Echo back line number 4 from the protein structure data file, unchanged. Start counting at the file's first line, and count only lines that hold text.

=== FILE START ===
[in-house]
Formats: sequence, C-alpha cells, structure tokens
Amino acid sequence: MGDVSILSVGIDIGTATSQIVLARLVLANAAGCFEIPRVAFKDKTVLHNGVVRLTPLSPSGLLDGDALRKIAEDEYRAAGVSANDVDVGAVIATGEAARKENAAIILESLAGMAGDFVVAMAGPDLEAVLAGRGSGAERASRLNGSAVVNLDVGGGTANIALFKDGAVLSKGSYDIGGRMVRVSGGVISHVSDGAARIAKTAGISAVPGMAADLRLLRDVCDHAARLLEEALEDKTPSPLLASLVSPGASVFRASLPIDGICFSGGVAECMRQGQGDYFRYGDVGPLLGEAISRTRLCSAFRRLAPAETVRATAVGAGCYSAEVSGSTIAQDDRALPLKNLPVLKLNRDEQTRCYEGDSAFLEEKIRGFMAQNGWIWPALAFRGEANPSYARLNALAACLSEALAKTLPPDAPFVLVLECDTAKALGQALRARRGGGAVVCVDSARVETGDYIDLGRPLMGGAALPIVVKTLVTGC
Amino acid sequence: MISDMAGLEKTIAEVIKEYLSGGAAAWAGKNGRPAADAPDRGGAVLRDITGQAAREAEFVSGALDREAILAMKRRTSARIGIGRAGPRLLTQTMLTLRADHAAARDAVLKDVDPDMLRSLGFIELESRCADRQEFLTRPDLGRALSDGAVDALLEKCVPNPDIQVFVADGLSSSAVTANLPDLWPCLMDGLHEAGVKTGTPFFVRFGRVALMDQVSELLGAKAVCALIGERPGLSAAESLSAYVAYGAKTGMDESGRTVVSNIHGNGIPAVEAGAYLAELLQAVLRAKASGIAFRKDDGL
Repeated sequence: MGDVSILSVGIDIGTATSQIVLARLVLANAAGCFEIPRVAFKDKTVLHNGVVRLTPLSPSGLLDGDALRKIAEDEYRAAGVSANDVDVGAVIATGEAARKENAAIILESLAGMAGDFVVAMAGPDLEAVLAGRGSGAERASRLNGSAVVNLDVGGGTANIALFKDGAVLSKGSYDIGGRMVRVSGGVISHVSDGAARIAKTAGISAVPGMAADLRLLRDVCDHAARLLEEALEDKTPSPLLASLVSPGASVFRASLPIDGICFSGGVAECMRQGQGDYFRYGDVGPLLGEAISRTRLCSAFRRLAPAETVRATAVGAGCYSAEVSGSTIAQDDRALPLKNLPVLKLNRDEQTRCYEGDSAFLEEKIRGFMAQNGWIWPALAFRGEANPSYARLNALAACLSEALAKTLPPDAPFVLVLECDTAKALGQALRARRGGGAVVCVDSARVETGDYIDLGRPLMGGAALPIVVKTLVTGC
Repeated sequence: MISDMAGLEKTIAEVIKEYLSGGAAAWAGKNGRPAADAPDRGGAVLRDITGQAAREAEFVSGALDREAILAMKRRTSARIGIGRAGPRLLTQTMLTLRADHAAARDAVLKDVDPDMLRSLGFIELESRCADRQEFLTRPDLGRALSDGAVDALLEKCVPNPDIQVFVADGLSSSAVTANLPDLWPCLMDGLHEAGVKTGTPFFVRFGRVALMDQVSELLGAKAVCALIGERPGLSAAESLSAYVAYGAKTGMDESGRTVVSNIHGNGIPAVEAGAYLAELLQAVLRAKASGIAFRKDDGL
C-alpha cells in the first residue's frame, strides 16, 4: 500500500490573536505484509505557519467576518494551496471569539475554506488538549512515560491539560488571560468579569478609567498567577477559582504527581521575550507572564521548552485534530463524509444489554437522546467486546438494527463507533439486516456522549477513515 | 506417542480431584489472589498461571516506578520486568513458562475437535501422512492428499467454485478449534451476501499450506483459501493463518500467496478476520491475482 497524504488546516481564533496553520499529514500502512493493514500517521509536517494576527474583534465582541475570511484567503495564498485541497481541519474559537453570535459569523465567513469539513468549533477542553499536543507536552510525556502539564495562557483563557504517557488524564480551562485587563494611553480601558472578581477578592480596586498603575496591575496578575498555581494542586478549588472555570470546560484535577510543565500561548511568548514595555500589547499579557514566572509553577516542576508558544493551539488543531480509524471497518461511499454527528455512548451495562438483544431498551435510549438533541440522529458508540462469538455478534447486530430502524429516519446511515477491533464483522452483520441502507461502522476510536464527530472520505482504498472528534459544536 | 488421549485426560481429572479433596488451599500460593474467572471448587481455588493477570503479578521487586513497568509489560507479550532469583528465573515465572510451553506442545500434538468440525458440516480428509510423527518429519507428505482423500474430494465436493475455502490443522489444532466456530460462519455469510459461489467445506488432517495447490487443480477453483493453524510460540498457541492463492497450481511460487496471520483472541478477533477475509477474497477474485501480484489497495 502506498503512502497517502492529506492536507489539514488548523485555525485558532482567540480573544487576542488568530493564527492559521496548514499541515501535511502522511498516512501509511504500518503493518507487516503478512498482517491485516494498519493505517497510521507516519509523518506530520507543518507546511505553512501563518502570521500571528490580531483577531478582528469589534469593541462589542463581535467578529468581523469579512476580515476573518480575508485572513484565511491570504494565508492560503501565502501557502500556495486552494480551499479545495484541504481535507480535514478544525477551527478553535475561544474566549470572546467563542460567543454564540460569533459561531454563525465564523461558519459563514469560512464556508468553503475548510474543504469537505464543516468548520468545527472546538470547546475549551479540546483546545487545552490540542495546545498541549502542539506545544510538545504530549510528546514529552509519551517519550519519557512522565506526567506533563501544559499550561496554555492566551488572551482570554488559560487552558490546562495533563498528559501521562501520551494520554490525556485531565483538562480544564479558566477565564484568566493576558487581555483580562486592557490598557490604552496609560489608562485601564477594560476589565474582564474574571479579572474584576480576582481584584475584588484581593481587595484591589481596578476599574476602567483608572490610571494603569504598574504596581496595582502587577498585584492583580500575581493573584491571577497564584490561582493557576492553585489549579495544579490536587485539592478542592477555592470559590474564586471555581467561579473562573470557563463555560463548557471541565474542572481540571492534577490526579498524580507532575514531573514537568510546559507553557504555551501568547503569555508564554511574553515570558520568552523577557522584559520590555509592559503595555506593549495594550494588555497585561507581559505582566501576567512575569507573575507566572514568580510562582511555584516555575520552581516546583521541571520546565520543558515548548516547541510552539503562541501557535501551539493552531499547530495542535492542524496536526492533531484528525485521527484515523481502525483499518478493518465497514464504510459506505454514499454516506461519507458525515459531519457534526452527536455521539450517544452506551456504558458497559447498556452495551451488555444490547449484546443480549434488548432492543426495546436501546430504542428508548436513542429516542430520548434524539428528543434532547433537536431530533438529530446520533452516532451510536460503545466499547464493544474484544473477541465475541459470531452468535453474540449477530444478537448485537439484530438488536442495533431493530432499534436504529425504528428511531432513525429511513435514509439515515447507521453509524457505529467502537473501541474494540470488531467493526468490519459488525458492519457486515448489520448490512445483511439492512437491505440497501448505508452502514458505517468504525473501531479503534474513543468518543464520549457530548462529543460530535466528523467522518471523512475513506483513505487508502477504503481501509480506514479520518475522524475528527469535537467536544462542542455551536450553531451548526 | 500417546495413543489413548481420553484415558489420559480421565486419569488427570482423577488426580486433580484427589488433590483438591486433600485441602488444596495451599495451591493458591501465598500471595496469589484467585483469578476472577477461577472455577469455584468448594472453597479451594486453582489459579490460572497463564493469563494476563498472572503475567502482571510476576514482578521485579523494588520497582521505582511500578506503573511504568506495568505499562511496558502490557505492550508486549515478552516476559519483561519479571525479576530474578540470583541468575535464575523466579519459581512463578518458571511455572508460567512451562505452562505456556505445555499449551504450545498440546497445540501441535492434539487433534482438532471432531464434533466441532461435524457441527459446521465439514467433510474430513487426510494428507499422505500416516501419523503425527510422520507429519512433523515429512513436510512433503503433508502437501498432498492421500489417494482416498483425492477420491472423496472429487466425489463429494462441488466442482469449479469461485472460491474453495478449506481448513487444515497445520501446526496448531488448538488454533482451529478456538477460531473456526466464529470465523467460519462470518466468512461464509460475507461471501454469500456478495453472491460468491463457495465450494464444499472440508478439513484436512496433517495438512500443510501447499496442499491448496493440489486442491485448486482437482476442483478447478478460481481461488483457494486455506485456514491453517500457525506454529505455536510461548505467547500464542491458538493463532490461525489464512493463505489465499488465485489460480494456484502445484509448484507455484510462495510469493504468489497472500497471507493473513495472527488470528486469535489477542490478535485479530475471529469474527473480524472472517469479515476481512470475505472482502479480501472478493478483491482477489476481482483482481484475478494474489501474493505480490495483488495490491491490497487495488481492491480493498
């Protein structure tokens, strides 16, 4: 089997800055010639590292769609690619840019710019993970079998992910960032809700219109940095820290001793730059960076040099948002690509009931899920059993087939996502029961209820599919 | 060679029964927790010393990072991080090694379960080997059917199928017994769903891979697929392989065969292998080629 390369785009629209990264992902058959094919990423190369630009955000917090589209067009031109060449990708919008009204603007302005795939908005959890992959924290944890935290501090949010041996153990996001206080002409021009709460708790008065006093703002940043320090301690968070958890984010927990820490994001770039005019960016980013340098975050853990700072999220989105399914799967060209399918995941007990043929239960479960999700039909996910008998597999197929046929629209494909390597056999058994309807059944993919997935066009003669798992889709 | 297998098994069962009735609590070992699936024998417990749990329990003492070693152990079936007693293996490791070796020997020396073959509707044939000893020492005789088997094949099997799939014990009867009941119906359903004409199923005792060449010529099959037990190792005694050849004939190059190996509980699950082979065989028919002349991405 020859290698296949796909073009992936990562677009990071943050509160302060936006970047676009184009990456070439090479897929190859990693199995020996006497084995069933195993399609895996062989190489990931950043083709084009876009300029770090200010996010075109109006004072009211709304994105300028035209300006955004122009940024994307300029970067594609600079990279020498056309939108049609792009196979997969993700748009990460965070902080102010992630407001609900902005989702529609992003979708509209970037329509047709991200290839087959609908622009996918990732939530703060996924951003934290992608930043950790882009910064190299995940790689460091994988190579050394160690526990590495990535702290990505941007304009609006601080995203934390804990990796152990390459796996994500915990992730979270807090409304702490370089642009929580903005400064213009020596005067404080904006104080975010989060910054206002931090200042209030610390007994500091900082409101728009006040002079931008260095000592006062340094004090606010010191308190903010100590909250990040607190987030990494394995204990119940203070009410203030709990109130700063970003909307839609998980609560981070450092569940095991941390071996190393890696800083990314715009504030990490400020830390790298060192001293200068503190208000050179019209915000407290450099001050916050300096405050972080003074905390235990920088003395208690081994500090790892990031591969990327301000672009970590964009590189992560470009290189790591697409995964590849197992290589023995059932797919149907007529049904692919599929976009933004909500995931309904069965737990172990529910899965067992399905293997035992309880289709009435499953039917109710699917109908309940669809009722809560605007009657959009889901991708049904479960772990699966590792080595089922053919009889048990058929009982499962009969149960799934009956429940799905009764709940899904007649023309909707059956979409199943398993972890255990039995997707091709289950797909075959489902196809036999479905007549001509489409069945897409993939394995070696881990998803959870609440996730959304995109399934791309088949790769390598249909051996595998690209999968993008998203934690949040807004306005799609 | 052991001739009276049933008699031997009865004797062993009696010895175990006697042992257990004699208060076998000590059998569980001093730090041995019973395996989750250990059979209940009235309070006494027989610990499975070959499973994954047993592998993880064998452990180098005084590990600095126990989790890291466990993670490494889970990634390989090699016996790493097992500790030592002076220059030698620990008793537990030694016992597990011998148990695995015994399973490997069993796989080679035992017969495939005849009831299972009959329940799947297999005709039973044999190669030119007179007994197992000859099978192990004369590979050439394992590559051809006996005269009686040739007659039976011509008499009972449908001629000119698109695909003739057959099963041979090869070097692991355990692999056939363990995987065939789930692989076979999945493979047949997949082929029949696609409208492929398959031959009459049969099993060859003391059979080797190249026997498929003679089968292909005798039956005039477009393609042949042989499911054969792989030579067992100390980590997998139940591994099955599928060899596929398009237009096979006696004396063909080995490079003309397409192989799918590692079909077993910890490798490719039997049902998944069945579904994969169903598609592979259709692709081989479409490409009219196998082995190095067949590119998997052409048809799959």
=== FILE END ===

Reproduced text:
Amino acid sequence: MISDMAGLEKTIAEVIKEYLSGGAAAWAGKNGRPAADAPDRGGAVLRDITGQAAREAEFVSGALDREAILAMKRRTSARIGIGRAGPRLLTQTMLTLRADHAAARDAVLKDVDPDMLRSLGFIELESRCADRQEFLTRPDLGRALSDGAVDALLEKCVPNPDIQVFVADGLSSSAVTANLPDLWPCLMDGLHEAGVKTGTPFFVRFGRVALMDQVSELLGAKAVCALIGERPGLSAAESLSAYVAYGAKTGMDESGRTVVSNIHGNGIPAVEAGAYLAELLQAVLRAKASGIAFRKDDGL